A classroom blog on contemporary art & new media in China, w focus on Shanghai. Run by students. Instructor: Defne Ayas (since '06), Francesca Tarocco (since '10). Past lecturers included: Yang Zhenzhong, Qiu Anxiong, Gu Wenda, Ding Yi, Hu Jieming, Birdhead, Zhao Chuan, Lynn Pan, Yang Fudong, Davide Quadrio, Jian Jun Zhang, Barbara Pollack, Lisa Movius, Phil Tinari, Li Zhenhua, Aaajiao, Shi Yong, Xu Zhen, Lorenz Helbling, Yan Pei Ming, ShuFu, Liu Ying Mei. Since Fall 2006.
Thursday, March 24, 2011
On our March 10 class trip we visited the Jade Buddha Temple, 玉佛禅寺. This site is important to China both historically and culturally, but what stood out most to me, is how it embodies many of the cultural paradoxes that run throughout Shanghai’s society. The juxtaposition of old and new, between sacred and commercial is inescapable in this city, and the Jade Buddha Temple is no exception. One of the oldest temples in Shanghai, its construction was prompted by the donation of several important jade statues of Buddha. The current structure was completed in 1928, which gives the temple a fairly long history in Shanghai-years.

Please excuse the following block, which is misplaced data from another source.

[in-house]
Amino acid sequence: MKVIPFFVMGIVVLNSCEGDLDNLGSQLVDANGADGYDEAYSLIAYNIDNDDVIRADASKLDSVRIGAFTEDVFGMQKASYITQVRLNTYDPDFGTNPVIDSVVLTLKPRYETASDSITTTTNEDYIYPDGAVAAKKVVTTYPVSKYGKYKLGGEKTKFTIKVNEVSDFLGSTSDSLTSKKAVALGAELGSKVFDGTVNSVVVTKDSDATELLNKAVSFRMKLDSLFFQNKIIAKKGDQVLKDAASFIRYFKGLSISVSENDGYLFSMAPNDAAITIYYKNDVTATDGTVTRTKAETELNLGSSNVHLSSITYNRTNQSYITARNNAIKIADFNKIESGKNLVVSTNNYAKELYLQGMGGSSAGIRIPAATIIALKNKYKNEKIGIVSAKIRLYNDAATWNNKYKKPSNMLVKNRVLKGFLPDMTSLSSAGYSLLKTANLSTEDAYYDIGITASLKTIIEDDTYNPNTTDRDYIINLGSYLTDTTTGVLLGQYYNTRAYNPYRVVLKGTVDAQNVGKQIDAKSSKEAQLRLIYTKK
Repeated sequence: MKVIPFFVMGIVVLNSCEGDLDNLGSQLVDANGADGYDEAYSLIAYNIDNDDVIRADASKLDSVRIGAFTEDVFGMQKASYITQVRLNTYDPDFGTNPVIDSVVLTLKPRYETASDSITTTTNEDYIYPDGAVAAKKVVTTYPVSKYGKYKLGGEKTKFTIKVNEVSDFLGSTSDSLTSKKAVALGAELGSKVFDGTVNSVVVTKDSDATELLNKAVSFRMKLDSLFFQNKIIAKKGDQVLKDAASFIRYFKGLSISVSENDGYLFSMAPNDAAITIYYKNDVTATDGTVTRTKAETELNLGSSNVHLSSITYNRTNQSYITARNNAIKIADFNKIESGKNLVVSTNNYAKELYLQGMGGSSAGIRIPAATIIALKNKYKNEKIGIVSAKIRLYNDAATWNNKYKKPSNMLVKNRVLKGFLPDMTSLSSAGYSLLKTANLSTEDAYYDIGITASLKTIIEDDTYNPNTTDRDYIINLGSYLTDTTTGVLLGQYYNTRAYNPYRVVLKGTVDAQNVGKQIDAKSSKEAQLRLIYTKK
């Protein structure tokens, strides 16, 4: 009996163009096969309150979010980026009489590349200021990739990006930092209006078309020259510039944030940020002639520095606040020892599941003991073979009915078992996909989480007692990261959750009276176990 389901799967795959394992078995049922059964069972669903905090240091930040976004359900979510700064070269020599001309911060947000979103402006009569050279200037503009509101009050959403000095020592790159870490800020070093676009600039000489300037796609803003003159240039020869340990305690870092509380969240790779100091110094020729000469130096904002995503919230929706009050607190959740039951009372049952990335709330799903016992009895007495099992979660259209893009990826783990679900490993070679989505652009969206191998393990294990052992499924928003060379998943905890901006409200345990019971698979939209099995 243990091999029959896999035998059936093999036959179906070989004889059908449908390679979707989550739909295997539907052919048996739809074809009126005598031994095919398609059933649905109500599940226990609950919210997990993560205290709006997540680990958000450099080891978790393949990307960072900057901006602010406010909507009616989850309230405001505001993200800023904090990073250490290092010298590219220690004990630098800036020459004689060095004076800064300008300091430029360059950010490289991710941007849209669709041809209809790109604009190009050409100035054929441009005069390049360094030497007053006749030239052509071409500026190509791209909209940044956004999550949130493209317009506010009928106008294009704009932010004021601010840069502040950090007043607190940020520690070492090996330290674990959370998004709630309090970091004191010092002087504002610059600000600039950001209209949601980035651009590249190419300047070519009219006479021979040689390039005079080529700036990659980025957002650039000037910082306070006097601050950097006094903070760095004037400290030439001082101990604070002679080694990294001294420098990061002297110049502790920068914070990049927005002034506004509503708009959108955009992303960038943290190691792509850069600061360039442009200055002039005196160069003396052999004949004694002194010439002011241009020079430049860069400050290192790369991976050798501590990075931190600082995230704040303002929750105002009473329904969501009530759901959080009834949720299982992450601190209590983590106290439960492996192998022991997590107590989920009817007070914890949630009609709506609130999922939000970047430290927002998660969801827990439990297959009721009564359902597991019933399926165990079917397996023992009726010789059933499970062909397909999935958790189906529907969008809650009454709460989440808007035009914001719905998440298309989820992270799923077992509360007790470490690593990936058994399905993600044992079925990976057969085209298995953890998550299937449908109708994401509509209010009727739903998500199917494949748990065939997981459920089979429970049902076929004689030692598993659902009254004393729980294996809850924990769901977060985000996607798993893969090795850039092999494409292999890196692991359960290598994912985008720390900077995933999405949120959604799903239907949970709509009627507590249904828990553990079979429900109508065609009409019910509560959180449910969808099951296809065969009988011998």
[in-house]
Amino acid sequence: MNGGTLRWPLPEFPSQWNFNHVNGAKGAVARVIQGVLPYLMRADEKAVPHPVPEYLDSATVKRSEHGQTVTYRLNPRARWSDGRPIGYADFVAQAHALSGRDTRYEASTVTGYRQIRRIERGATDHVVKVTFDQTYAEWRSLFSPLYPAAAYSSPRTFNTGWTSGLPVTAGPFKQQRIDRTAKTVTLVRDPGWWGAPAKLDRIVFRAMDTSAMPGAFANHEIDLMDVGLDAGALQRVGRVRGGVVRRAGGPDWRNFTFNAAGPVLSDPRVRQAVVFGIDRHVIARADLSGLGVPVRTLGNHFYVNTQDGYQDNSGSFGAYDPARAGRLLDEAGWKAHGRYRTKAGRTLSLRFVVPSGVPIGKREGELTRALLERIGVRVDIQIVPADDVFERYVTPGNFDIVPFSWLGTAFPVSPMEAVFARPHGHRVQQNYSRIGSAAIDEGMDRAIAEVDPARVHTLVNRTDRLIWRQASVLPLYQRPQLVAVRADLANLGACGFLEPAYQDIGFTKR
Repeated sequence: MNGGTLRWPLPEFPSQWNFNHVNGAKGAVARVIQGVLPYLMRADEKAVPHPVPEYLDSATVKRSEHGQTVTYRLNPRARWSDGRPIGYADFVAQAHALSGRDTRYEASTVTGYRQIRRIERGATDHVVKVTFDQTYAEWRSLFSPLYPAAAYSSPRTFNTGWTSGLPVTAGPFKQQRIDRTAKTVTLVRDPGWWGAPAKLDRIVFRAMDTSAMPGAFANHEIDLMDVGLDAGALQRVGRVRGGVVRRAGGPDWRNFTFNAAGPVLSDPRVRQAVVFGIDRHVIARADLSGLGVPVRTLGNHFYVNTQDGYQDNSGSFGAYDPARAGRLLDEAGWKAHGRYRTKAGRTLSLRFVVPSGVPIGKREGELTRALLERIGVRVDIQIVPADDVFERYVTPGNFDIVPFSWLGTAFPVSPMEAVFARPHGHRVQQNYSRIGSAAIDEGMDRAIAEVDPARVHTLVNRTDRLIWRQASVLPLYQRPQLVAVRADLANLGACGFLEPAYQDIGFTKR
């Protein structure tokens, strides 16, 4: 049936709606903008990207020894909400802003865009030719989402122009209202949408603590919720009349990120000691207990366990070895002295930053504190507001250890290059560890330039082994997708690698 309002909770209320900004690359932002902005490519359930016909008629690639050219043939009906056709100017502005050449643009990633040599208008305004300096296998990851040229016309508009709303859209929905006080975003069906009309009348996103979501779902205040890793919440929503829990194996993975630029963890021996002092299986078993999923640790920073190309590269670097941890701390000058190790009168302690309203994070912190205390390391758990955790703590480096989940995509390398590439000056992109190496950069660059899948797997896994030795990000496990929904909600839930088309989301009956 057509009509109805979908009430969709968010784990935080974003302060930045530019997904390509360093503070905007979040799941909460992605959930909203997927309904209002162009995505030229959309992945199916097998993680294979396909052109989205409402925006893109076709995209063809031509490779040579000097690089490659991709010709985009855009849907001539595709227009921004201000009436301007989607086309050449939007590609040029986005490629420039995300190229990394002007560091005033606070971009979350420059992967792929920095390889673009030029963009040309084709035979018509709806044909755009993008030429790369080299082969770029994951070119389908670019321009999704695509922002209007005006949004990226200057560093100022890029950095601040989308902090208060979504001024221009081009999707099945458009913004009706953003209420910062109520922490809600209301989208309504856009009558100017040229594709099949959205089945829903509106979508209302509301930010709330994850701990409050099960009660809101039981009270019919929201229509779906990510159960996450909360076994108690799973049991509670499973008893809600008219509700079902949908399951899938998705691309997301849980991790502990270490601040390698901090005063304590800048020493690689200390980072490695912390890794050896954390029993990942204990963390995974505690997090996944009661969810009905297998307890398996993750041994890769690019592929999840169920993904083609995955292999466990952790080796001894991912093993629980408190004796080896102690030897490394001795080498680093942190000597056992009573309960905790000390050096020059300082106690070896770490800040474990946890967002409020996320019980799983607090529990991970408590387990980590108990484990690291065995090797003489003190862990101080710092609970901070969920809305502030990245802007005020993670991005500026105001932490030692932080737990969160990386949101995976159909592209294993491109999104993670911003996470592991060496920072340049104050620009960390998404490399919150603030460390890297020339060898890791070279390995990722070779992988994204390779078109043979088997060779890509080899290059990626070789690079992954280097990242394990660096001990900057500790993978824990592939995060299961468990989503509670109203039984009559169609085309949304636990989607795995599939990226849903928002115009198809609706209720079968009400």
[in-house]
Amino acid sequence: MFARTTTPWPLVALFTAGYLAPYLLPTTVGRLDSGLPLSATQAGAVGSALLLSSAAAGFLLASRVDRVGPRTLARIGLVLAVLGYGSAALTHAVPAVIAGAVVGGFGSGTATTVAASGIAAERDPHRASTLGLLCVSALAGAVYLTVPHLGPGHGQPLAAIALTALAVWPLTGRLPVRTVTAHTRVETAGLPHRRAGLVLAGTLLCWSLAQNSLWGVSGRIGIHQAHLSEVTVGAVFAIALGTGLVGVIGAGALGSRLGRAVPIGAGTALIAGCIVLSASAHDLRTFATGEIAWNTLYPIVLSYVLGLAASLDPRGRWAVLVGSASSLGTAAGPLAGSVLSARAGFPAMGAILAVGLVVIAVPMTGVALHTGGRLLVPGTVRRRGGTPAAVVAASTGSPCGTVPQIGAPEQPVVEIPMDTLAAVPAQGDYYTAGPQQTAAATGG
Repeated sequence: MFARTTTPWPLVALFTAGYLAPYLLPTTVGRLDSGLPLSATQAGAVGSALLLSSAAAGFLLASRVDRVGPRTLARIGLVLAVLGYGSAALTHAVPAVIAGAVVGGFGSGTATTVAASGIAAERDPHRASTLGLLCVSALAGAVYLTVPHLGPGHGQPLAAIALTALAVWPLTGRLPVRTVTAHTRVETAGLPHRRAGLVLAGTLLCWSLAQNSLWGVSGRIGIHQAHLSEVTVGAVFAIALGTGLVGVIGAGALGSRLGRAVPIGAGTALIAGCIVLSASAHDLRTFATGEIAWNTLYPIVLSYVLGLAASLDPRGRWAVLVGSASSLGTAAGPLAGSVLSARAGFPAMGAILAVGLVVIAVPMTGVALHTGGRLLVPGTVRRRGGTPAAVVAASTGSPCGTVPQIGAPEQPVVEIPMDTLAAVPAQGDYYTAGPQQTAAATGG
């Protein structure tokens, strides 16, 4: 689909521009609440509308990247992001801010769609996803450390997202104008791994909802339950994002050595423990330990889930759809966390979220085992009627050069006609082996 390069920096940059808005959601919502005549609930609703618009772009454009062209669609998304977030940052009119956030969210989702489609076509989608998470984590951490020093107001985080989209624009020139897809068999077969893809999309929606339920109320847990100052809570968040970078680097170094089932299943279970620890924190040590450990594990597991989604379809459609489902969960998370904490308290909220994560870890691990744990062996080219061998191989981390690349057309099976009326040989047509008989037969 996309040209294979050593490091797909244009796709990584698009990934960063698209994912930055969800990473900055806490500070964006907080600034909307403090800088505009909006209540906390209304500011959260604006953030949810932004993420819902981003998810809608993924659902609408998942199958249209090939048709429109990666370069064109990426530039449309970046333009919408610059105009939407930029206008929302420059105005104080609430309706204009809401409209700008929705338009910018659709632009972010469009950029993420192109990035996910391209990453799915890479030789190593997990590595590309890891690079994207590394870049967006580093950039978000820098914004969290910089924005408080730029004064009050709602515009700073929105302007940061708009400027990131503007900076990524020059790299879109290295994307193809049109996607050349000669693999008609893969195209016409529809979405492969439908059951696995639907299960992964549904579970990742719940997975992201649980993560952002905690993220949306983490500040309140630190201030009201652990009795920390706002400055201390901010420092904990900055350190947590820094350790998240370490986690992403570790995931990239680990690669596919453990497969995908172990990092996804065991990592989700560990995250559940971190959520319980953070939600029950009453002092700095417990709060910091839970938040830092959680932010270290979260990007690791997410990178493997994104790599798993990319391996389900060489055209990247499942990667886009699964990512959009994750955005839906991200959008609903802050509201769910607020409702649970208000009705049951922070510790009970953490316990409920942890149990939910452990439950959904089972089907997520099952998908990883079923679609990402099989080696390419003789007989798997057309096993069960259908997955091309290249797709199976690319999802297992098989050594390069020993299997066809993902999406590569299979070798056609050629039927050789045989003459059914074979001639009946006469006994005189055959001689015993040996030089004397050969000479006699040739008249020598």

The “front” building is called the “Chamber of Four Heavenly Kings” and houses several statues. The “Grand Hall,” the back building, is much larger and has a somewhat somber tone. Three Golden Buddhas, massive, impressive statues, greet visitors upon their entrance. The two side walls are lined with The Gods of the Twenty Heaves covered in gold. Each of these statues is different, but their details are masked by the shadows in the dark hall. A closer examination reveals intricate features that meld into the mass of gold. On the back wall is a large gold statue of Guanyin, accompanied by likenesses of his 53 teachers. These too are greatly detailed works of art.
The day of our trip was somewhat overcast, and the temple was not overly crowded during our afternoon visit. While most of the other visitors seemed to be Westerns or tourists, several people were worshipping outside the temple with sticks of incense. These acts of prayer were important reminders that behind the gold gilt and gift shop, this site is at its core an important spiritual site.